Last but not least, is Section 5: Spells. This section starts with a cool picture of the Iconic witch fighting a woolly mammoth with Ice Spears, one of the new spells introduced here. Spellcasters shouldn't be disappointed, as 39 new spells appear here, with at least a couple of options for every spellcasting class (even Alchemist and Summoner). The rich get richer, of course, as Clerics and Wizards/Sorcerors get by far the most new options.

Overall, I quite liked Inner Sea Magic. The sections on Variant Magic and Magic Schools were real highlights, and I could see them adding a lot to the right campaign. The player-focussed options presented (archetypes, spells, etc.) are more the sort of thing that could be found in any book, and I wish that as a Campaign Setting book this one would have spent more time on material that would be unlikely to appear elsewhere. Still, all in all this is a solid buy.


5/5

I've reviewed this on RPGGeek.com.

You can read it here.


Not what I was hoping for

2/5

I'm a big fan of the Pathfinder game rules (core rule book, advanced player's guide, gamemaster guide, and the monster manuals) and adventure paths for their atmosphere and creativity. However a few products I bought, among others this one, don't bring this particular atmosphere that I came to expect. If you're thinking of buying this one, check first if it's really what you're after.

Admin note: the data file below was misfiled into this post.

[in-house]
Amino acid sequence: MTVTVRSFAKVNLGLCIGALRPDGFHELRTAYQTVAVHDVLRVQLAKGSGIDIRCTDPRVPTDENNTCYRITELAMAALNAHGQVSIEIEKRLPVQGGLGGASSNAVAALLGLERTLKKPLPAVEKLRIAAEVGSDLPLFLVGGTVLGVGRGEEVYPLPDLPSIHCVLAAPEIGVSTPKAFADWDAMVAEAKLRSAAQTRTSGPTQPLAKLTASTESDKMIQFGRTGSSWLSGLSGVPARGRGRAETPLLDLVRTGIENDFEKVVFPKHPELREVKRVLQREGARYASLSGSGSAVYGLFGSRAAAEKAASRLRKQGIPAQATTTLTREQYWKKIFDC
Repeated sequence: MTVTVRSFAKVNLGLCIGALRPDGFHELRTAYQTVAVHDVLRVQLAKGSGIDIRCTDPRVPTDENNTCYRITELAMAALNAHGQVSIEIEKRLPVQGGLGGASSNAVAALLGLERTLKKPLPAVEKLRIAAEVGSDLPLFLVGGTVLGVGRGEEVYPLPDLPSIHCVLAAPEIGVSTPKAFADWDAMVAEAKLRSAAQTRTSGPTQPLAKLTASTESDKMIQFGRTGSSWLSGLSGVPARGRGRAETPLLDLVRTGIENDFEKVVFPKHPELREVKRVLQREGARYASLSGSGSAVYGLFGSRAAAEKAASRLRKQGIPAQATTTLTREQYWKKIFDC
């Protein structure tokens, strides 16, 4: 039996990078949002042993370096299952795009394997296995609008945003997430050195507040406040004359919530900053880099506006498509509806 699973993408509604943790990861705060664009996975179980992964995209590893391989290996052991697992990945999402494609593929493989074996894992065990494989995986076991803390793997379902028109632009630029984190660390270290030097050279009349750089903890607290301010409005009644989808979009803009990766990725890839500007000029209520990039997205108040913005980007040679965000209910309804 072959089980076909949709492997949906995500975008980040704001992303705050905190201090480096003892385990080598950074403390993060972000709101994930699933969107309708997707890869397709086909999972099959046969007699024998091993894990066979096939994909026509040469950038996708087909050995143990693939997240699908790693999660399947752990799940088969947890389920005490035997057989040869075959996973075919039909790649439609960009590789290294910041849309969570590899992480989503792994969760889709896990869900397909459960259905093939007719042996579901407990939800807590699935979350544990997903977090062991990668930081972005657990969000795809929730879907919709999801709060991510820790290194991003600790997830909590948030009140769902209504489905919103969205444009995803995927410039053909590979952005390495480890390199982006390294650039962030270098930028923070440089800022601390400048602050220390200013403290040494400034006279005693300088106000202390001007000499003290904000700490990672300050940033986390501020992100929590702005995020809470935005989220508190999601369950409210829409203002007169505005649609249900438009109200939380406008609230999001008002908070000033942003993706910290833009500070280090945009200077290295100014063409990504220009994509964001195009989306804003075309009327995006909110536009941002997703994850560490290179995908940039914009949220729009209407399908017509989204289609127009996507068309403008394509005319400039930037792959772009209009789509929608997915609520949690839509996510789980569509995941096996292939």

Magic, customized and so very, very cool.

5/5

Another great suppliment with tons of great ideas to spark memorible characters. See my full review: Inner Sea Magic


An Indispensible Guide to Golarion Magic

4/5

See my full review here.

Inner Sea Magic takes an in-depth look at how magic is used in the Inner Sea Region of Golarion and, in turn, a bit of how that magic affects the setting. Unlike many other Campaign Setting products, Inner Sea Magic has a quite large amount of “crunch”, i.e. game mechanics information such as new rules systems, archetypes, spells, etc., instead of “fluff”, which is story and descriptive material. This makes it a product more in the style of a book like Ultimate Magic than most books in this line. However, whereas Ultimate Magic is a generic look at magic in the Pathfinder Roleplaying Game, Inner Sea Magic looks at magic with a very Golarion-specific spin.